Writing Bio

Chris Tarry is the author of the story collection, How To Carry Bigfoot Home (Red Hen Press, March 2015), and holds an MFA in creative writing from the University of British Columbia. His fiction, nonfiction, and various screenplays have appeared in publications such as MAD Magazine, Funny or Die, The Literary Review, On Spec, The GW Review, and PANK. His work has been anthologized in the collections How to Expect What You’re Not Expecting, Outside In Literary & Travel Magazine, and Invaders, 22 Tales from the Outer Limits of Literature, an anthology featuring Juno Diaz, Jonathan Lethem, Steven Millhauser, and George Saunders. In 2012, his story “Here Be Dragons” was nominated for a Pushcart Prize. Chris is also a four-time Juno Award winner (the Canadian Grammy), a Peabody award-winning podcast producer, and one of New York’s most in-demand bass players.

Chris Tarry’s stories come at what we might call The Problem of Men as Boys from all possible angles, from a hapless medieval stay-at-home Dad who’s running a con game out of his one-room hovel to a Bigfoot who’s a sad failure as a creative writing teacher.  These stories hilariously and poignantly evoke the way, when it comes to relationships, all men are living under a leaky thatched roof with winter on the way, always believing they’re on the edge of a turnaround, even though failure keeps returning like an old friend back in town.  – Jim Shepard, Story Prize winning author of You Think That’s Bad, Project X, and over ten other titles

Otherworldly tales that speak to deeper human truths. – Time Out, New York

Short stories are on the rise again, they never should have been thrown to the wayside in the first place, and this collection shows us the beauty of the story, what happens when you hit the perfect note and make a whole room fall silent. – Nick Sweeney, Atticus Review

Chris Tarry’s How To Carry Bigfoot Home will immediately invoke writers like Wells Tower, with its dragons and sea monsters and titular sasquatches colliding with the domestic strife that characterizes so many of the stories. This is an excellent debut, both funny and sad, heartfelt and often surprising. – Matt Bell, author of In the House upon the Dirt between the Lake and the Woods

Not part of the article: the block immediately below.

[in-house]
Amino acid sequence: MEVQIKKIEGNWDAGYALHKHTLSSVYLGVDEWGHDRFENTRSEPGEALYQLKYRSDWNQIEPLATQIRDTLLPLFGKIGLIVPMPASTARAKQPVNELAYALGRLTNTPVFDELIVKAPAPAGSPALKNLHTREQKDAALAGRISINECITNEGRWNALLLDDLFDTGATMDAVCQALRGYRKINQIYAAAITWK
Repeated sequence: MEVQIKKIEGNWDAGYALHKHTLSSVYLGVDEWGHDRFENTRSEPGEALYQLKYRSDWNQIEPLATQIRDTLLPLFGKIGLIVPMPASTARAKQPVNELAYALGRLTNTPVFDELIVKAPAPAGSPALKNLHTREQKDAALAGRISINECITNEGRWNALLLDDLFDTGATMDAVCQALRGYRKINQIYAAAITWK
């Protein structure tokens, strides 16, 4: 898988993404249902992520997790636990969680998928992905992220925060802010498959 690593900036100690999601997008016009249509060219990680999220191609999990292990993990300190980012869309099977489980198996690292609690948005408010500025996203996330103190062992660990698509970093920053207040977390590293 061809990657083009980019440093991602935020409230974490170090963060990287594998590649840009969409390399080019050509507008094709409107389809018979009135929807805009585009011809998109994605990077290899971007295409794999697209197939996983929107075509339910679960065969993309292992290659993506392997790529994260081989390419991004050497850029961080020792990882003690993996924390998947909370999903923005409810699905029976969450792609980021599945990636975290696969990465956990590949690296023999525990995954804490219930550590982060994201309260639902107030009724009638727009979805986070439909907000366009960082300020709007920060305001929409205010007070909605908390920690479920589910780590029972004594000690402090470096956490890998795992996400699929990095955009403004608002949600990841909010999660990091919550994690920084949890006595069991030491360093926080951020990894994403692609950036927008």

Painfully funny stories… pitch perfect… Wonderfully conceived and delivered bits of rigorous whimsy. – The Library Journal

Reading the thirteen stories in Chris Tarry’s meticulously absurd debut collection, you may start envisioning one of those evolution posters, featuring the progression of simians that culminates in humanity. – Justin Hickey, Open Letters Monthly

The stories in How to Carry Bigfoot Home are fruitfully obsessed with maleness: How does one manage to be a father, a son, a brother, a husband? What are men supposed to do, and what mischief and violence might they have up their sleeves? In their gleeful linguistic play and surrealistic vibe, Tarry’s tales remind me of those of George Saunders, but he’s up to his very own wonderful thing in this vivid debut.. – Pamela Erens, author of The Virgins and The Understory

Everything you want a story to be: fun, sad, original, and inspired. – Kim Winternheimer, The Masters Review

Tarry’s witty first story collection portrays characters struggling with various insecurities and skewed perceptions amid the creeping shadows of their impending fates. – Booklist

What would happen if some mad scientist were able to fuse the otherworldly exuberance of H.P Lovecraft with the nuanced pathos of John Cheever? The result would be a dazzling, explosive, and inexhaustible new kind of illumination: a writer named Chris Tarry. – Stefan Merrill Block, author of The Story of Forgetting and The Storm at the Door

Sometimes we go looking for monsters, and sometimes we are the monsters—something Tarry’s got down pat. – Blotterature

Tarry’s humor acts as the melody. It sticks with the audience long after reading. – The Cossack Review

Chris Tarry knows from monsters, and from disasters, and from love. He’s now decided to share it all with us. I think I speak for the world when I say: not a moment too soon. – Roy Kesey, author of Any Deadly Thing and Pacazo

Email: christarry (at) gmail.com

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Publicity & marketing inquiries for How To Carry Bigfoot Home: William Goldstein, Red Hen Press: william (at) redhen.org.

General enquires and author appearances: Erin Cox, Rob Weisbach Creative Management: erin (at) robweisbach.com.